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Reasons why TFA and RO are the same movie.

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Hey guys. This tries to make comparisons between TFA and RO. There are the obvious ones (Death Star, Empire vs Rebels, father figure dead in front of the lead, etc.), but this is more focused on the comparisons specific to TFA and RO. Let me know what you think, and if you have more, or if one of my reasons is wrong, I would like to know.

1 - After opening up to credits and some scenes where someone gets shot and dies, we eventually cut to the male lead/love interest of the movie learning about the plot of the conflict and special person they to find from someone who’s supposed to die, leading to him finding and recruiting the female main lead of the movie, who’s somehow related to the conflict, into this whole debacle.

2 - Female main character who’s an orphan and grows up in a harsh lifestyle that makes them seem like they’re a loner when in fact they got a heart, and who doesn’t initially want to be involved with the situation of the galaxy.

3 - Includes flashbacks which show the main female lead being separated from her family as a young child.

4 - Male lead/love interest is part of a paramilitary organization and purposefully lies to the female main character, only to later unveils their lie near the end of the 2nd act, and who has been trained to fight since childhood.

5 - There’s a scene in the first act where the female lead appears to be in immediate danger, so the male lead tries to step in to help, but stops and watch like an idiot as the female lead beat up the grunts, showing she’s supposed to be good with a melee weapon.

6 - Two male characters (one of which has been credited as everyone’s favorite character) who seem to be best buddies and are the subjects of god awful shipfics.

7 - There’s a tentacle monster in the first act which has no relevance and impact to the rest of the movie whatsoever.

8 - There’s a connection between the female and male leads, which seems to hint at a romance near the end, but doesn’t really bloom into anything other than a camaraderie.

9 - There’s an droid character who provides most of the movie’s humor, which can include electrocuting and/or hitting the male lead.

10 - The movie tries to harken back to the original trilogy by including tons of fan service, with recognizable characters and places that are almost identical to those places in the OT, so much to the point it’s more up in your face than being endearing.

11 - The designs of some of the Imperials troopers are more variants of the typical OT Stormtrooper, with different color schemes and helmet changes, as opposed to the overall departure of the prototypes in the PT.

12 - In the first act, the pilot of the movie’s ship tries ridiculous ways of entering hyperspace, without carefully calculating their trajectory or ensuring that they have a safe way out.

13 - First half of the movie puts emphasis on finding this one dude who may change the entire fate of the galaxy, then sets up the next half for infiltrating the villain’s stronghold while the movie’s main villain is inside, at first completely unaware of the heroes’ presences.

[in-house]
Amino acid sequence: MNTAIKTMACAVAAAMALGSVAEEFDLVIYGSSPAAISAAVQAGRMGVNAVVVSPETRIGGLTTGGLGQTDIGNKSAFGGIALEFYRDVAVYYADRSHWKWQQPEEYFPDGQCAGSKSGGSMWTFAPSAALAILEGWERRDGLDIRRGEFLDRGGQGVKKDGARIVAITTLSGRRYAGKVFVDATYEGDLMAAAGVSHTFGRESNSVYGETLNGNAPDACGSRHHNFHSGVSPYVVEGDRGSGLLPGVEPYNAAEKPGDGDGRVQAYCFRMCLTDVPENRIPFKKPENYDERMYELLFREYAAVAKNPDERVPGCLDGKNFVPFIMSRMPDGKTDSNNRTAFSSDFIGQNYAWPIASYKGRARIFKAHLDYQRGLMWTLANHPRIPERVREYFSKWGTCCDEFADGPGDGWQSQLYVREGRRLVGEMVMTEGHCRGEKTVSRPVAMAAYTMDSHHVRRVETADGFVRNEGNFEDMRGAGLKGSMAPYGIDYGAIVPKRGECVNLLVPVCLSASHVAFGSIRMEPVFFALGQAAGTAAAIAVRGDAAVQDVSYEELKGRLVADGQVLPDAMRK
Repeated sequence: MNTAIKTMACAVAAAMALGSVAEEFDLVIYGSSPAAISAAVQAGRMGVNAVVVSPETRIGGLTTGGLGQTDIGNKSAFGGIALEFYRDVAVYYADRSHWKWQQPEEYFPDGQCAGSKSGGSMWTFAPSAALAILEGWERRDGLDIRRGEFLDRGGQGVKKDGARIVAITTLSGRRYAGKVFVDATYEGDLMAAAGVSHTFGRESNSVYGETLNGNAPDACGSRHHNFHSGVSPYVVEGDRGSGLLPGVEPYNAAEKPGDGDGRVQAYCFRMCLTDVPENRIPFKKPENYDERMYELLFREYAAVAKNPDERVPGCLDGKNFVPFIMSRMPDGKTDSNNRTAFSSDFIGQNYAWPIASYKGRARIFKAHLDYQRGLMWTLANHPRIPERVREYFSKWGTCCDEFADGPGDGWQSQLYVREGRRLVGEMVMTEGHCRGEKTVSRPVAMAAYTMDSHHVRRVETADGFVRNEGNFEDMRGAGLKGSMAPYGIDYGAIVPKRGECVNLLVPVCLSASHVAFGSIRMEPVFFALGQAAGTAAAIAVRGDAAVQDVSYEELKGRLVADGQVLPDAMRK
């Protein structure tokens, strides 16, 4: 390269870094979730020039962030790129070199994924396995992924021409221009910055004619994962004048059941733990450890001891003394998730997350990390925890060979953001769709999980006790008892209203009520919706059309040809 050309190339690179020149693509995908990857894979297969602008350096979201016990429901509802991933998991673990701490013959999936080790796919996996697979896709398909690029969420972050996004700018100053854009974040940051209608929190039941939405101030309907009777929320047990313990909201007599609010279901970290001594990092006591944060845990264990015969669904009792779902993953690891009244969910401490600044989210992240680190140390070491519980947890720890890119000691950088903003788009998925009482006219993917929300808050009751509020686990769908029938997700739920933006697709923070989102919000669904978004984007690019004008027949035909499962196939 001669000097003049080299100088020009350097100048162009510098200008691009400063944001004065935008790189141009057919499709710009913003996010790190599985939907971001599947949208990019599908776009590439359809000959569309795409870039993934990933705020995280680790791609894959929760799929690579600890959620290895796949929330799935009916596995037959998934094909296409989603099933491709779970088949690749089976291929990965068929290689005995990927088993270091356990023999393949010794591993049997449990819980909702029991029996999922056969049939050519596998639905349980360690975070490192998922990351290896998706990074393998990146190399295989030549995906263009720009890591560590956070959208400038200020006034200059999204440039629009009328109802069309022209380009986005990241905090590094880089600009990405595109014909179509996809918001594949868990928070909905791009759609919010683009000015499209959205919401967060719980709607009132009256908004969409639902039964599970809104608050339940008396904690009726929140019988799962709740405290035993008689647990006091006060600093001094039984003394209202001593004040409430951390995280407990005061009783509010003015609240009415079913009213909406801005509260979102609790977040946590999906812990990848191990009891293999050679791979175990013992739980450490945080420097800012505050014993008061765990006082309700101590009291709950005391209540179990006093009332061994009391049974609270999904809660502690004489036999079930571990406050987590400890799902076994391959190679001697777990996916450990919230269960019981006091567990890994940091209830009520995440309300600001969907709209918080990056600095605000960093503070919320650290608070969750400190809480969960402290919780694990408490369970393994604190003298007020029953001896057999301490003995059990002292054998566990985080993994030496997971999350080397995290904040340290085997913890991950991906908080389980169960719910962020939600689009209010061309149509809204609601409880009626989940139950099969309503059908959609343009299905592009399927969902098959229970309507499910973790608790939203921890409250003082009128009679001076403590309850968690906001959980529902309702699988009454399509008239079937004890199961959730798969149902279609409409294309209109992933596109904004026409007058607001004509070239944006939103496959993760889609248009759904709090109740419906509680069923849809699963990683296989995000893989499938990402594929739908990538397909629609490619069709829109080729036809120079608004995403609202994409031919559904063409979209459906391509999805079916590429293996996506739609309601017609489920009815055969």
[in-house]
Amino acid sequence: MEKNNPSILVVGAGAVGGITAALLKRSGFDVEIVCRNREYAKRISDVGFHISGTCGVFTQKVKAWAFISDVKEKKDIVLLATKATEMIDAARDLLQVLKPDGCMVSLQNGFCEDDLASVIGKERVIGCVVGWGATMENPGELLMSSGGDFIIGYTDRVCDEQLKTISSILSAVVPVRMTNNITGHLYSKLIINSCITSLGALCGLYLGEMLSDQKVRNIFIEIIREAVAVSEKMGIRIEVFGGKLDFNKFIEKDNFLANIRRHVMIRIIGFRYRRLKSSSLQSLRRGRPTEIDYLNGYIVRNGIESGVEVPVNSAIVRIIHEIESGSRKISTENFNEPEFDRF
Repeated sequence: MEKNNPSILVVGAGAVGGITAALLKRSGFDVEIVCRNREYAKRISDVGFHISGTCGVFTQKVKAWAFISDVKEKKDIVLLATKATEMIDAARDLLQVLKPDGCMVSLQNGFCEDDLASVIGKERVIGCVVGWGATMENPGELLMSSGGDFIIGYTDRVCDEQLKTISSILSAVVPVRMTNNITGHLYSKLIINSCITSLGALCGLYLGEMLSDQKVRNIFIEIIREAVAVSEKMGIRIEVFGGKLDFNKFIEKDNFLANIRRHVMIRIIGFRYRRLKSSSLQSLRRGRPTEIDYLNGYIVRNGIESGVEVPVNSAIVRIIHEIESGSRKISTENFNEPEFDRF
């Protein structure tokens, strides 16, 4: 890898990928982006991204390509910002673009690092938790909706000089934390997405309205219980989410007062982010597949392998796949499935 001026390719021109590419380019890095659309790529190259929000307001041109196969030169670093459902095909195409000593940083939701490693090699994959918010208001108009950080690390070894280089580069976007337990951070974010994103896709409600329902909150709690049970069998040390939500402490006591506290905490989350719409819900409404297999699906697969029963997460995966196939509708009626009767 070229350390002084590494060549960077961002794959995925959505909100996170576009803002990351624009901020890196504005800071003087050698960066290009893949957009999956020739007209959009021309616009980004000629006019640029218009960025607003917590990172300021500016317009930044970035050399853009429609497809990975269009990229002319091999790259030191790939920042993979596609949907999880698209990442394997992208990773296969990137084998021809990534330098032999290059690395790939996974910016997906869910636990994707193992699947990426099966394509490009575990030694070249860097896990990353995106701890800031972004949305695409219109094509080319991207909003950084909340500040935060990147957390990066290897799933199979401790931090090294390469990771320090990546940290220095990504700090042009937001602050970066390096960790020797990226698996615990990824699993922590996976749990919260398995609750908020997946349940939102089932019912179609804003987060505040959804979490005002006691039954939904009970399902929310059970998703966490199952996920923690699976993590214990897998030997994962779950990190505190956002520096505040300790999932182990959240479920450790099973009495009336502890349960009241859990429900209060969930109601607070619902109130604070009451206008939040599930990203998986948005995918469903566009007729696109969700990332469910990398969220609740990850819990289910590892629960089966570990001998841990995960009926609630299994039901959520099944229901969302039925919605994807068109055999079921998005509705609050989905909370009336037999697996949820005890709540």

14 - There’s this evil Sith dude in a black mask with a cool red lightsaber, who has this one awesome scene in the entire film, but what they do in the rest of the movie doesn’t seem to match that.

15 - By the halfway point of the movie, there’s a short battle, in which our heroes being separated and doing their own things, until X-Wings come in to eliminate the Imperial forces and bring our heroes straight to the rebel base.

16 - Final act consists of main heroes and a small task force sneaking into and around baddies’ base, which includes lowering the shields for our rebels to come in for assistance and deliver some damage to the baddies’ base.

17 - Both the female lead and male lead/love interest immediately come into a confrontation with the main villain, which has the male lead/love interest getting injured by the main villain while trying to help the female main lead overcome the main villain.

18 - This is the only time in the SW films where a Sith dude in a mask has ever used his red lightsaber to kill side characters, who have never really appeared in any SW medium before this point and whom we actually feel sorry for.

19 - Though the movie’s final battle may have been won, it comes with great costs to our heroes, and it is only the beginning, as the movie ends on a cliffhanger.

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"Adventure, excitement. A Jedi craves not these things!"

- Yoda

W.S.

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Wannabe Scholar said:

10 - The movie tries to harken back to the original trilogy by including tons of fan service, with recognizable characters and places that are almost identical to those places in the OT, so much to the point it’s more up in your face than being endearing.

You make it sound like it’s a bad thing; but if a movie set directly before ANH wasn’t like that, it wouldn’t work.

The 2003 Clone Wars was garbage

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Jeebus said:

Wannabe Scholar said:

10 - The movie tries to harken back to the original trilogy by including tons of fan service, with recognizable characters and places that are almost identical to those places in the OT, so much to the point it’s more up in your face than being endearing.